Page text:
A 10-year-old girl presented to the dental clinic for a routine dental examination. The patient was concerned about the size of her maxillary right lateral incisor (no. 10), stating that it seemed to be larger than the antimere lateral incisor (no. 7), and that the tooth had an unusual ridge on the back of it (Fig. 1). The crown of tooth 10 was approximately 1 mm wider than tooth 7, which also had a talon cusp located on the lingual surface. Clinical inspection revealed bilateral talon cusps on the permanent maxillary lateral incisors: tooth 10 had talon cusps on both the facial and lingual surfaces and tooth 7 possessed a talon cusp on only the lingual aspect. A clinical diagnosis of bilateral talon cusp was made. The patient had received regular dental treatment from several dentists over the past 3 years, but her dental anomaly was never mentioned by any of the previous providers.
Percussion, palpation, and thermal challenge tests were all within normal limits. The patient's medical and family history were noncontributory. No dental caries or irritation of the soft tissues was observed. Occlusal interference was present on tooth 10, resulting in labioversion of the lateral incisor. Apart from the slight width disparity, the patient did not have an esthetic complaint. The patient and her parents were given several treatment options, which included odontoplasty of the larger lateral incisor to reduce the mesiodistal width and remove the lingual interference with subsequent resin-based composite bonding on the labial surface to establish a smoother, uninterrupted facial surface of the tooth. Some risk would be involved with this procedure, as pulpal extensions into the talon cusp are not uncommon. The second option was referral to the orthodontist to move teeth into the desired positions to eliminate the interference from the lingual talon cusp and then reconsider odontoplasty if esthetic and functional demands were not completely met. The third option was to do nothing, but the patient and her parents were advised that the premature contact on the lingual surface of tooth 10 might predispose the tooth to increase, damaging occlusal forces. The patient and her parents opted for orthodontic consultation.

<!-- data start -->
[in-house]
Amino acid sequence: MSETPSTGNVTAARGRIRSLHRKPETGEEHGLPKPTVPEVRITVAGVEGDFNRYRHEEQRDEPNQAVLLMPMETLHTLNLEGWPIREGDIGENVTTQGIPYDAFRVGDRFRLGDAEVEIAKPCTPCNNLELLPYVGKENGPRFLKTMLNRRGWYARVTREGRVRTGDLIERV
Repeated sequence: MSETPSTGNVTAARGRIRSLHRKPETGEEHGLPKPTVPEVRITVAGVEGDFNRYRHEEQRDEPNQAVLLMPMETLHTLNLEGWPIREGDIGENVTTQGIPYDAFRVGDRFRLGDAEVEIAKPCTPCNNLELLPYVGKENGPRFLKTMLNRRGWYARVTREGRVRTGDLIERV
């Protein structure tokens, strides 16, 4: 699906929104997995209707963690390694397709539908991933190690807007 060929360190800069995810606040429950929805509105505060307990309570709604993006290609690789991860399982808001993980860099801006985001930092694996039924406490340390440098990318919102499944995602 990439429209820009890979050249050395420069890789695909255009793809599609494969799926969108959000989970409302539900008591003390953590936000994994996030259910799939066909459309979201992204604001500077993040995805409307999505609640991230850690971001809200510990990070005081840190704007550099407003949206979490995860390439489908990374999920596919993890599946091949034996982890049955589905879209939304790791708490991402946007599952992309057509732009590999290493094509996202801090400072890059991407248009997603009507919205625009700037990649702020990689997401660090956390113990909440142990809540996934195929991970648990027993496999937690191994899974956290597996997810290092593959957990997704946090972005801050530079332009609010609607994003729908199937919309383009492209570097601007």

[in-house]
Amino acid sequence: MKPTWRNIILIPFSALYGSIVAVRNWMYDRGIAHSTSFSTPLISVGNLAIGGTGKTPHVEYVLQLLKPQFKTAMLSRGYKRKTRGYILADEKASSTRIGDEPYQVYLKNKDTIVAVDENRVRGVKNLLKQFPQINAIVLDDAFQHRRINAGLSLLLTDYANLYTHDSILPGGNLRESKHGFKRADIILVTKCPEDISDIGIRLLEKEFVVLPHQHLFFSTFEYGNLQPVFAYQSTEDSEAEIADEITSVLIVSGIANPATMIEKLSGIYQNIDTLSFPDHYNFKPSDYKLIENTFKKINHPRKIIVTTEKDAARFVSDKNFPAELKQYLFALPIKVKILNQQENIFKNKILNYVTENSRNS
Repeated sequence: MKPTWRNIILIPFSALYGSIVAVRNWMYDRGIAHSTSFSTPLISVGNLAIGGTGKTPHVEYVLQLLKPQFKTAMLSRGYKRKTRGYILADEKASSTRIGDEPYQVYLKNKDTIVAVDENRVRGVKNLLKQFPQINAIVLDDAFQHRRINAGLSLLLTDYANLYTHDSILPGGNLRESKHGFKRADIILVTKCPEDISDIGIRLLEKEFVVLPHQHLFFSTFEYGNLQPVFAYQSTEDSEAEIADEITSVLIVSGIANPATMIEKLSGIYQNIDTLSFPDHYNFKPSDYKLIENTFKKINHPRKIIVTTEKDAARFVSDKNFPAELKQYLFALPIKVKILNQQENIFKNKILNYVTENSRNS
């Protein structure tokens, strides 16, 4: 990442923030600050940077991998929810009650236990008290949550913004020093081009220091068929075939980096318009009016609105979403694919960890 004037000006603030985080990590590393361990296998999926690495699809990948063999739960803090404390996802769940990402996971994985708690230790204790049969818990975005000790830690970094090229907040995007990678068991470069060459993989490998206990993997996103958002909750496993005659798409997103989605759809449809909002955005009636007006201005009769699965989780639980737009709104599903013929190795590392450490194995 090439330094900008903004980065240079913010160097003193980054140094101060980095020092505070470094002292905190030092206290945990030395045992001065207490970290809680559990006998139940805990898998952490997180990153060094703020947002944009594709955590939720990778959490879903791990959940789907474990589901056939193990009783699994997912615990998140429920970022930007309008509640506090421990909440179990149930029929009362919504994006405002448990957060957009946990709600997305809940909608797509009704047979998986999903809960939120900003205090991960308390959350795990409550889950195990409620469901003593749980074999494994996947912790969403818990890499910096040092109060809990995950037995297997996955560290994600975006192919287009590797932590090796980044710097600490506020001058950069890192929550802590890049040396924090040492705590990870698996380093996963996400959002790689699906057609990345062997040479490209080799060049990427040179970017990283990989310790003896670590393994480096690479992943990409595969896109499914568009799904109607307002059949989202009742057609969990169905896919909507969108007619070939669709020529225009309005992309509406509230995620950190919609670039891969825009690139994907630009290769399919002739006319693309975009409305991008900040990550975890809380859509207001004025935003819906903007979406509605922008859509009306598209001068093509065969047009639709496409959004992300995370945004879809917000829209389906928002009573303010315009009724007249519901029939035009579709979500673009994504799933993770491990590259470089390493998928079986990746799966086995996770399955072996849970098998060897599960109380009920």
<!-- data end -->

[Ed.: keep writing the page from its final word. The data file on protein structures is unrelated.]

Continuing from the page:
Although talon cusp is a rare finding, it has clinical significance because these teeth often possess deep grooves in the areas where the cusp-like prominence is located, predisposing the patient to caries. Furthermore, the talons often contain extensions of pulp tissue similar to pulp horns.20 Radiographically, the length of the extension may be unclear because it may be superimposed over the main pulp chamber. Because of this, great care is necessary when operative procedures are undertaken to remove caries or when reduction of the talon cusp is considered to relieve the occlusal interference.3
The mere presence of a talon cusp does not warrant endodontic or restorative treatment unless other dental problems are associated with it such as caries, periodontal loss of attachment, occlusal interference, labial displacement of the tooth, or compromised esthetics.8,10,21 In the case of talon cusp reduction to remove occlusal interference, gradual, periodic cusp reduction has been suggested.21,23 This gradual reduction technique may encourage the development of reparative dentin and pulp obliteration within the extension. Others have advocated total removal of the talon cusp, especially if the interference is severe, exposing the pulpal extension and necessitating pulp therapy.3 In the case of an immature apex, the preferred method of treatment would be vital pulp therapy to allow for continued apical development.24
A case of bilateral talon cusp involving the permanent maxillary lateral incisors was presented. One of the involved teeth presented with both facial and lingual talons, an extremely rare occurrence, which has been reported only once previously in the literature. Talon cusps may be associated with somatic abnormalities, such as Mohr's syndrome, Rubenstein-Taybi syndrome, and Sturge-Weber syndrome, and other odontogenic anomalies, such as supernumerary teeth, odontomas, and impacted teeth. Recognition is important to establish proper treatment.25 Clinicians should be aware that the prominent talons often possess deep developmental grooves that may be carious and that pulpal extensions in the talon may limit the extent of operative procedures.
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Guarantor: Lt Col William Jackson Dunn, USAF DC
Contributor: Lt Col William Jackson Dunn, USAF DC
Director of Research and Biomaterials, Lackland Air Force Base, TX 78236-5551.
This manuscript was received for review in January 2003, The revised manuscript was accepted for publication in May 2003.
Copyright Association of Military Surgeons of the United States Feb 2004